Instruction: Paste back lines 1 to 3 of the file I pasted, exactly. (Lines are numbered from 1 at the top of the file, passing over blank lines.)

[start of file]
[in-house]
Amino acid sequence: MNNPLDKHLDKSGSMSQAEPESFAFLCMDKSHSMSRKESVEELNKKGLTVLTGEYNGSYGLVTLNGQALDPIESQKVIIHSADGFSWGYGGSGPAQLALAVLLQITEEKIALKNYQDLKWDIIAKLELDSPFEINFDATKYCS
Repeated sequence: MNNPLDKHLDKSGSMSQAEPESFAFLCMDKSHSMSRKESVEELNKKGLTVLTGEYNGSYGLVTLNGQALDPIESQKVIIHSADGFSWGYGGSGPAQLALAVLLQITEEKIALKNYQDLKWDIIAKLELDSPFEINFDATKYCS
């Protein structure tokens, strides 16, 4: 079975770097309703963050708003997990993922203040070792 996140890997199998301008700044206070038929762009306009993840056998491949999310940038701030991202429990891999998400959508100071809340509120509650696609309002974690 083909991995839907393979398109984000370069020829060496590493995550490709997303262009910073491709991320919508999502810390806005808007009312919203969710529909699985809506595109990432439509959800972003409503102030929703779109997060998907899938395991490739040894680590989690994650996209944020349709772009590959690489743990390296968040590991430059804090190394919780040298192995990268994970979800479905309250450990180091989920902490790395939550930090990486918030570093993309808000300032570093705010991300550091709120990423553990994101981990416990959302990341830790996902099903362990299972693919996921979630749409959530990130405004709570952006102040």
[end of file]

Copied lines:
[in-house]
Amino acid sequence: MNNPLDKHLDKSGSMSQAEPESFAFLCMDKSHSMSRKESVEELNKKGLTVLTGEYNGSYGLVTLNGQALDPIESQKVIIHSADGFSWGYGGSGPAQLALAVLLQITEEKIALKNYQDLKWDIIAKLELDSPFEINFDATKYCS
Repeated sequence: MNNPLDKHLDKSGSMSQAEPESFAFLCMDKSHSMSRKESVEELNKKGLTVLTGEYNGSYGLVTLNGQALDPIESQKVIIHSADGFSWGYGGSGPAQLALAVLLQITEEKIALKNYQDLKWDIIAKLELDSPFEINFDATKYCS